In response to the user’s action, the system asks them if they want to start immediately or delay the survey. This is the first conversational moment in the interaction. It’s more than a one-way message. It’s a question.
From a conversation modeling standpoint the above message is treated as a single unit in the modeling environment even though it combines multiple Slack APIs behind the scenes. When the activity is run, it sends a message to Slack and then pauses the flow. It only continues when the question has been answered by the person at which point it takes one of two paths.
If the user chooses to be reminded tomorrow, the system will follow up with a reminder message the next day.
This reminder exchange is managed by a second flow that loops each time the user delays the survey. The loop only ends when the user clicks the Start survey button.
When the user chooses to start the survey, they are presented a dialog with multiple fields for collecting their feedback. Here they are prompted to provide their ratings and comments.
Once again, the interaction is conversational. A single activity is used to prompt the user for their input and await their response. To model this interaction a third flow is used that includes activities for collecting, reviewing, and submitting the survey responses. It begins by launching the dialog to collect the answers and concludes by writing the answer to the database and sending a thank you message.
Modeling Slack at the level of human conversation is what keeps workflows readable, intuitive, and maintainable. Instead of breaking up processes into multiple files to adhere to Slack’s base API, conversational systems model the business case using higher-level activities that reflect how people converse.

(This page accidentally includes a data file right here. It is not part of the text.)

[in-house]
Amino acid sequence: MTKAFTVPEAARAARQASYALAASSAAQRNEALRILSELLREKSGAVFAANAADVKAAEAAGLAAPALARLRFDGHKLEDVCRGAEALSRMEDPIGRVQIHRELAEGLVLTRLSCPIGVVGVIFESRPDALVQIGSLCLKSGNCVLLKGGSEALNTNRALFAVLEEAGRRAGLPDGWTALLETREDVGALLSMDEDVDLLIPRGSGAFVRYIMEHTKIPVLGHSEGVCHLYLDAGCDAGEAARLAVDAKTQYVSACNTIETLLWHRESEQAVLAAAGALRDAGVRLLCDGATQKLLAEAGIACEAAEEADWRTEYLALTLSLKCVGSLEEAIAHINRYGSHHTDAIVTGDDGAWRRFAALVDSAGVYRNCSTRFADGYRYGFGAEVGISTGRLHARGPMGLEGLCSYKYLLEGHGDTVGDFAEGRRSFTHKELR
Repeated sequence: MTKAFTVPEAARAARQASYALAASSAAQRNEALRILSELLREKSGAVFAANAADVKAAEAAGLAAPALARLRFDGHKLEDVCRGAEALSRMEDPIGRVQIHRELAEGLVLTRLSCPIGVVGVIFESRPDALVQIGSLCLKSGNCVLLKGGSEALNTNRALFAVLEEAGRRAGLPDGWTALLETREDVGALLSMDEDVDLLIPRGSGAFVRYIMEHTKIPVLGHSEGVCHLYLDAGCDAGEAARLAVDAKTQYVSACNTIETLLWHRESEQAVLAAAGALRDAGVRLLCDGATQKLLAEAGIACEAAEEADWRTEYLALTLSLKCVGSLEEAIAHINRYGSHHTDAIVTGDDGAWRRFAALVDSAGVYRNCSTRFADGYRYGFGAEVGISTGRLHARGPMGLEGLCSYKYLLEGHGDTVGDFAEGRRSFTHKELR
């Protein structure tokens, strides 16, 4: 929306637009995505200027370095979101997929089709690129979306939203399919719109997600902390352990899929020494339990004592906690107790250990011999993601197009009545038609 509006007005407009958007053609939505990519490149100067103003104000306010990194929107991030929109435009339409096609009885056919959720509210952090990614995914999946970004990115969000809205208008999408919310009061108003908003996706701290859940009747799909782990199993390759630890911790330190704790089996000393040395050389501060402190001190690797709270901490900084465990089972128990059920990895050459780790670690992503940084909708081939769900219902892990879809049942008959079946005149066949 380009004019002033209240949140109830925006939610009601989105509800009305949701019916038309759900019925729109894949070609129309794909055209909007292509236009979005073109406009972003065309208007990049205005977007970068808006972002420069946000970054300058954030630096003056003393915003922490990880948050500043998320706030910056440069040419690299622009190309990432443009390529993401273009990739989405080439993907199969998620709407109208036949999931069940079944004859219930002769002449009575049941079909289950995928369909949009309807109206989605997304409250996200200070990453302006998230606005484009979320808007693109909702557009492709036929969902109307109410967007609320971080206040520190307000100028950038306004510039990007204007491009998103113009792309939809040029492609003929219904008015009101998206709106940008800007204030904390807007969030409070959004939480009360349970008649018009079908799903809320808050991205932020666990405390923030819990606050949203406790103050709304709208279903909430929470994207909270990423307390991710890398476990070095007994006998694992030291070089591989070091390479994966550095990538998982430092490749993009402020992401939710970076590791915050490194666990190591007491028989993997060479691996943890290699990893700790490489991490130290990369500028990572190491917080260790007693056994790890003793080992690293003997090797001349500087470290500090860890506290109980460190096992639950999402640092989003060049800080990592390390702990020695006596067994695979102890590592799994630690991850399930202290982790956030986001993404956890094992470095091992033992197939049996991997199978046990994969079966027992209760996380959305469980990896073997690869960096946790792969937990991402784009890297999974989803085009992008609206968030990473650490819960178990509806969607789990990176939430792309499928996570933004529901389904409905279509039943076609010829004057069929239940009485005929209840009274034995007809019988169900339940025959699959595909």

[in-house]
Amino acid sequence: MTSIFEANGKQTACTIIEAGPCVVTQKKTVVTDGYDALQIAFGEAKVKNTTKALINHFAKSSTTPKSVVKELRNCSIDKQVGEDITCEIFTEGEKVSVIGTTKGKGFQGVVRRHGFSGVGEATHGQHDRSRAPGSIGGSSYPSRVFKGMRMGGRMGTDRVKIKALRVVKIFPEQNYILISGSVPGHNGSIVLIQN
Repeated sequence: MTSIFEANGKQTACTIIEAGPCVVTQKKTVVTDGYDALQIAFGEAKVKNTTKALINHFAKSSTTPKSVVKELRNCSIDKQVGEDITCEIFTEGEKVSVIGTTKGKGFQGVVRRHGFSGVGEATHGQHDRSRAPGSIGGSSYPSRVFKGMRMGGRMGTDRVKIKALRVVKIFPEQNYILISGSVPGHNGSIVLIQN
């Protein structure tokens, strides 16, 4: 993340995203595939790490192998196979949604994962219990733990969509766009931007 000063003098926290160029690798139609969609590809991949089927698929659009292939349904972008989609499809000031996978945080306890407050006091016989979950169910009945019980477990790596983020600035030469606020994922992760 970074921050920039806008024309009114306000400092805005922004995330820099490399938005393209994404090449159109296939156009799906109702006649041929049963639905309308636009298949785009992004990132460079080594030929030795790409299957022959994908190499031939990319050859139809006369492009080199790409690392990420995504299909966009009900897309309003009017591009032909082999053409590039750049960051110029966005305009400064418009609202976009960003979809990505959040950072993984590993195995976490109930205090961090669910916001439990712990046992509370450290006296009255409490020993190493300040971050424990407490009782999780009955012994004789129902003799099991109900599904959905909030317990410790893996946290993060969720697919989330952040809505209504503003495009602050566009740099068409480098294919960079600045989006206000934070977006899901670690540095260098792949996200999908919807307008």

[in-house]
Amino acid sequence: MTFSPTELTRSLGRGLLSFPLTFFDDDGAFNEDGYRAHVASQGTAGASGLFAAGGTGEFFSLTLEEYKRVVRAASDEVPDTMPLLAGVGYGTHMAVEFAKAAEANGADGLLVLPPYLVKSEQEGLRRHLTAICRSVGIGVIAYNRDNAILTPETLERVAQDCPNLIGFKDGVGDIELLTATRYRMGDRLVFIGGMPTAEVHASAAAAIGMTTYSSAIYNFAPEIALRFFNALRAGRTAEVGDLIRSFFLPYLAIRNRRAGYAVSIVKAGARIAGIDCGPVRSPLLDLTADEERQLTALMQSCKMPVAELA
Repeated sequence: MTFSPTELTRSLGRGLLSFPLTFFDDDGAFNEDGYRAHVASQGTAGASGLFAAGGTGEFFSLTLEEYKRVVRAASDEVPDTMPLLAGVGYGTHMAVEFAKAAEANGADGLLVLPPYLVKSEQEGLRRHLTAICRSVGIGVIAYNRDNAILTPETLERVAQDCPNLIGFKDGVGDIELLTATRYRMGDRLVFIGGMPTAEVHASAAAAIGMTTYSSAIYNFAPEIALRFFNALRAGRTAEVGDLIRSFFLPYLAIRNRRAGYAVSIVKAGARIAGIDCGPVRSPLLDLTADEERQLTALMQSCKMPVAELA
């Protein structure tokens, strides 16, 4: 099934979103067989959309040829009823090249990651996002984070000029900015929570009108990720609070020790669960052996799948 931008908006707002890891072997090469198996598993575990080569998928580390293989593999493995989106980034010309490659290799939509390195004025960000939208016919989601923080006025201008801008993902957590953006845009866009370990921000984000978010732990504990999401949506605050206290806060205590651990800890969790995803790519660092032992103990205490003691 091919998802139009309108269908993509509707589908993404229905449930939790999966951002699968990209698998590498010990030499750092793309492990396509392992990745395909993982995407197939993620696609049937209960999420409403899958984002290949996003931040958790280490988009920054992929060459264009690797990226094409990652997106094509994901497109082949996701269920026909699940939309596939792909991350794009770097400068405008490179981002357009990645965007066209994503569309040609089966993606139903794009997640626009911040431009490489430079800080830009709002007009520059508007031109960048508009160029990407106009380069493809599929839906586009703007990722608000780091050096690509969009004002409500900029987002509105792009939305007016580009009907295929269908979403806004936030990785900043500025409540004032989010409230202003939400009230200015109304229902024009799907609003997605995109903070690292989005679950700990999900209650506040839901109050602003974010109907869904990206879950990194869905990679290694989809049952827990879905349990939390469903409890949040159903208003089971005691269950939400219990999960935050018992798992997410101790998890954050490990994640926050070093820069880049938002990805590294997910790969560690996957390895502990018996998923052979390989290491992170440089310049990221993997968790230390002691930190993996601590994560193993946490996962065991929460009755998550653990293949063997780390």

It’s both easier to develop and easier to maintain when the workflow is modeled conversationally. The differences between engagement- and system-APIs fades away as all interactions are modeled the same. It’s no more difficult to model human conversation, than it is to model writing to a data store.
In addition to being more readable and easier to maintain, conversational APIs make it easier to monitor the flow of information when activities are run, providing insight at the level of the business process.
Here is a log of the running process as provided by the engine. Because all activities are tracked as a unit, it’s possible to provide insight spanning users and flows. Here we can see that the user delayed taking the survey at first and then filled it out quickly in under a minute.
It’s even possible to traverse the process in any direction from a single starting activity and see the JSON message exchange as well. The unified process view is what makes this possible.
Engagement APIs Done Right
The official Open API Specification for Slack’s REST API is robust, but it mainly describes low-level activities like posting and updating messages.
To be efficiently used within a workflow modeling environment, the API needs to be extended to include activities that reflect human interactions. It’s not about sending messages to Slack. It’s about using Slack to send messages to people.
For example, consider this curated version of the Slack API with several extensions. Many of the activities listed represent multiple Slack API calls (which are managed by the orchestration layer). By hiding the mechanics of the conversation in this manner, the modeling system allows developers to storyboard at the level of the business process.
Integration platforms are focused on fast, efficient processing of API calls (and they should be). This is the right approach for integrating most APIs. But engagement APIs are different. Unless the integration vendor accounts for their unique conversational quality, the modeling environment soon becomes cluttered with conversational anti-patterns. You find logic spread across multiple files. You keep the logic for sending a message in a different file than the one that receives it.
If you’re interested in learning more about our approach to conversation modeling, please drop us a line at email@example.com. There’s a new approach to workflow with Slack at the center. And it begins with conversational APIs.